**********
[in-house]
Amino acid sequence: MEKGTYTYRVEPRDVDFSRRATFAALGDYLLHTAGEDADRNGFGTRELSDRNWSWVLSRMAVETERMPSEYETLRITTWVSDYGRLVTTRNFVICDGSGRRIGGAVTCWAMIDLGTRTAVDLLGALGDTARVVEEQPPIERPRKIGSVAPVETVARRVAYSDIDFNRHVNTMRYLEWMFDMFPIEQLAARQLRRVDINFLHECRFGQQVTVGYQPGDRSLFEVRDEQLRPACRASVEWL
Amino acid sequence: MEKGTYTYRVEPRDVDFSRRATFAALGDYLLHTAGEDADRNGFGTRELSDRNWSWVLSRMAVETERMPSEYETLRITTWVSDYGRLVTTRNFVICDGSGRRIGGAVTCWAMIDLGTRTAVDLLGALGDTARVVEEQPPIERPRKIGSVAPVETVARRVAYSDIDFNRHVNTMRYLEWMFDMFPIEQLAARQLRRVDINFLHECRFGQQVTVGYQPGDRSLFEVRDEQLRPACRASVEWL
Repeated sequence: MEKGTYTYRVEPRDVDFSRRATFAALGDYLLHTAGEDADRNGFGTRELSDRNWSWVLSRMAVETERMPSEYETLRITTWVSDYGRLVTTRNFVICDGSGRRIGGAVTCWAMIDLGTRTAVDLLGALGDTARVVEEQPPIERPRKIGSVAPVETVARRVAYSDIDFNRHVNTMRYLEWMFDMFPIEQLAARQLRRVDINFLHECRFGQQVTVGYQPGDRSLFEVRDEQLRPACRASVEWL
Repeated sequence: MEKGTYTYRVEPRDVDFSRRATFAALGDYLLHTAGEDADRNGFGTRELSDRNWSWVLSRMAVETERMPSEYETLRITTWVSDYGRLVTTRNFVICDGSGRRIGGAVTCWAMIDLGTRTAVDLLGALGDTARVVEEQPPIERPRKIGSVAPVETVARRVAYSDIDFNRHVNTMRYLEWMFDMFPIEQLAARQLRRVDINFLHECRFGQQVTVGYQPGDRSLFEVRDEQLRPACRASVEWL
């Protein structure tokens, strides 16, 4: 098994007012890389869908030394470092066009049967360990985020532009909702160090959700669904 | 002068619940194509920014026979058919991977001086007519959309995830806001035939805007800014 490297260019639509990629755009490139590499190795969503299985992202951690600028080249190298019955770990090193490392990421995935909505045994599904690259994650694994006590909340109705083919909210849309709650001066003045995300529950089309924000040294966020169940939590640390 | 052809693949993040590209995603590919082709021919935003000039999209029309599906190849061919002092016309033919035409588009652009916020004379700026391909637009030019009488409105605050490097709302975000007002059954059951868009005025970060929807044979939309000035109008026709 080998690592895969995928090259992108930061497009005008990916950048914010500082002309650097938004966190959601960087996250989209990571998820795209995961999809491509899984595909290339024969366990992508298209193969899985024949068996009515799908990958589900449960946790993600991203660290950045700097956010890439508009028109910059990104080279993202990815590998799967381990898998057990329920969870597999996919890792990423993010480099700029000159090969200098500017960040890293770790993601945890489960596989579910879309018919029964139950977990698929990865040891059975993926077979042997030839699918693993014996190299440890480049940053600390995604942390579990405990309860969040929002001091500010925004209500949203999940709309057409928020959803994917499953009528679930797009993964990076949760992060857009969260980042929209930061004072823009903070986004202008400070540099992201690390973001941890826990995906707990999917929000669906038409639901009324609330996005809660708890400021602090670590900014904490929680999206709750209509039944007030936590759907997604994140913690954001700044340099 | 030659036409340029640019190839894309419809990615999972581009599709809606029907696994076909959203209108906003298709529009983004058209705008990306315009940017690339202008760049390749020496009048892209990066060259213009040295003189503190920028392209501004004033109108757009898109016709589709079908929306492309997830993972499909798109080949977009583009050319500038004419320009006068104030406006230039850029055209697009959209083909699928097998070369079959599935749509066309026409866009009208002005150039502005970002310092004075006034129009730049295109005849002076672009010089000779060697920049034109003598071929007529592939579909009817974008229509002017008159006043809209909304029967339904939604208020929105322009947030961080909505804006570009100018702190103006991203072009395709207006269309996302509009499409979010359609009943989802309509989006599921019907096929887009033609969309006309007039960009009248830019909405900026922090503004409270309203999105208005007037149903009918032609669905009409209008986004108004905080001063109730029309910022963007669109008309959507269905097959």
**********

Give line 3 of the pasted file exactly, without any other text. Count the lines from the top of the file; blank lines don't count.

Amino acid sequence: MEKGTYTYRVEPRDVDFSRRATFAALGDYLLHTAGEDADRNGFGTRELSDRNWSWVLSRMAVETERMPSEYETLRITTWVSDYGRLVTTRNFVICDGSGRRIGGAVTCWAMIDLGTRTAVDLLGALGDTARVVEEQPPIERPRKIGSVAPVETVARRVAYSDIDFNRHVNTMRYLEWMFDMFPIEQLAARQLRRVDINFLHECRFGQQVTVGYQPGDRSLFEVRDEQLRPACRASVEWL